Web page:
Sunday, 10 December 2017

Cosy up at the Adelphi with their new winter menu.



The Adelphi is one of Leeds' most attractive looking pubs, in my opinion. It has retained so much of its original Victorian features and character. I could sit in this pub all day supping on a pint (or a few) admiring its small intricacies. Too many of Leeds' pubs have been stripped of their former glory in the name of refurbishment, fashion or improvements.


The Adelphi has seen this part of the city change over the many years it has stood here. It's neighbours have changed from mills, factories, warehouses and poverty stricken back to back housing to estate agents, city centre apartments and flattened sites. Flattened sites which sadly include the original Tetley Brewery, a piece of Leeds' history that its now owners took from the city and demolished along with its first ever pub. The workers of Tetley's would descend on the Adelphi to sample the fruits of their labour, retiring at the end of the day to a place which would be luxurious in comparison to their own homes. Sitting in 'smoking room 2' I felt like a cast member of Peaky Blinders, with it's wooden windows with iced glass panes, open fire and traditional lamps. It's like being transported to another century.



The word 'Adelphi' comes from the Greek/Latin meaning sibling or brothers, whether it just symbolises the brotherhoods that frequented here often or it was a sibling of another chain of public houses I'm not sure. I'd love to more about its history if anyone has anything more to offer?



The Adelphi is slightly out of Leeds' city centre, so it can be relied upon to be fairly quiet in comparison to some of the pubs, bars and restaurants that fall along the main crawl. We escaped one Saturday lunch time from the Christmas shoppers to sample their new winter menu.



With classic pub food options like fish and chips, burgers, sausage and mash and a good old Sunday lunch you know it's a place you can settle down and have a lazy lunch and be comforted in the warmth.



This is no ordinary pub lunch. You won't find plain burgers and chips here, you'll find a handmade bacon and beef burger in a brioche bun with a gherkin and fries. The sausage and mash are Cherry Orchard Farm sausages, spring onion mash, crispy onions and red wine jus (gravy). How lush does that sound!

Feeling the bite of the cold and a little festive spirit the rosemary and garlic baked Camembert served with warm sourdough and celery was too hard not to resist.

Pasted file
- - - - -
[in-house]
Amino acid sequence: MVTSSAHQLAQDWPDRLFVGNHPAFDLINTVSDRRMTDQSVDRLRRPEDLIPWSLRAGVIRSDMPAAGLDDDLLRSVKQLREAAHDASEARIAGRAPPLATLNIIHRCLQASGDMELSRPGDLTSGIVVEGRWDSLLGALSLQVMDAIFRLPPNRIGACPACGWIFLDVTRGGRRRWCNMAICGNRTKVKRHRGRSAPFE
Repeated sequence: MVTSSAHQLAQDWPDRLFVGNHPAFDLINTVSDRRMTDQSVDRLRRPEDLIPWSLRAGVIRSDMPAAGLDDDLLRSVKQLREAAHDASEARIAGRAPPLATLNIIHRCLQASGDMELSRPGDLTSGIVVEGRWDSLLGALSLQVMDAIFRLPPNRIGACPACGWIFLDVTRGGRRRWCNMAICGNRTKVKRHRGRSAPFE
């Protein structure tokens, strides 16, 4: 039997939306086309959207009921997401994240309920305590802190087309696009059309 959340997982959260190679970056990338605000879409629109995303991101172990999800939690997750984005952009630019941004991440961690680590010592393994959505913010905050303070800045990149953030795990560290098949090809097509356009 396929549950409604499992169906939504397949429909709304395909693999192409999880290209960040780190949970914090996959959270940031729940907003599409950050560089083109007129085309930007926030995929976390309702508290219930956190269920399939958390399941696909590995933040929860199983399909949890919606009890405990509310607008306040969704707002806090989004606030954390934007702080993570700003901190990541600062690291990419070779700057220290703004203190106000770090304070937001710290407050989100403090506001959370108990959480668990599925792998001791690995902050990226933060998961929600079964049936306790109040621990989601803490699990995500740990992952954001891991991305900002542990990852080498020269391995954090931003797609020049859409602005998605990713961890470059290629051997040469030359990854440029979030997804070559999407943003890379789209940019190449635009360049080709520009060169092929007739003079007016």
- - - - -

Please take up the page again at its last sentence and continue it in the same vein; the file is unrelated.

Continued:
D and I devoured it all, except the celery (ha!) and it gave me a great idea for our traditional Christmas eve supper of baked Camembert and pigs in blankets... add garlic and rosemary to the cheese. This Christmas is going to be the greatest ever (in food terms). 

For mains I went for something a little bit different, something you wouldn't find in your run of the mill chain pub, the guinea fowl.



The guinea fowl is breast stuffed with spinach and pecorino served with roasted butternut squash and tenderstem broccoli. I was tempted to order a side too but glad I didn't as the cheese starter and the vegetable side servings were more than enough. 

The guinea fowl was cooked to perfection and the sides complemented it well, I haven't had roasted butternut squash for a long time so it was a nice treat (because how hard is it to cut a butternut squash at home!). The gravy was on point and I could have licked my plate clean. 

D chose the burrata ravioli with marinated tomatoes and herb dressing topped with shaved cheese. I love burrata and very rarely have it cooked, I tried a bit of D's and it was simply divine. I'd expect to eat this standard of pasta dish in a highly rated Italian restaurant, hats off to the chef.



Too full for dessert we gently supped our pints of doom, an amber ale which agreed with me greatly (hurrah I can drink beer again as long as it's amber and pulled from a cask, rather than drank from a can).



Service was friendly and warm, there was a relaxed feel and a slow coming and going of customers that made the place feel warm. I expect the atmosphere may change a little in the evening but I'd still come for a drink or two and stare at those gorgeous Victorian tiles for a little longer.



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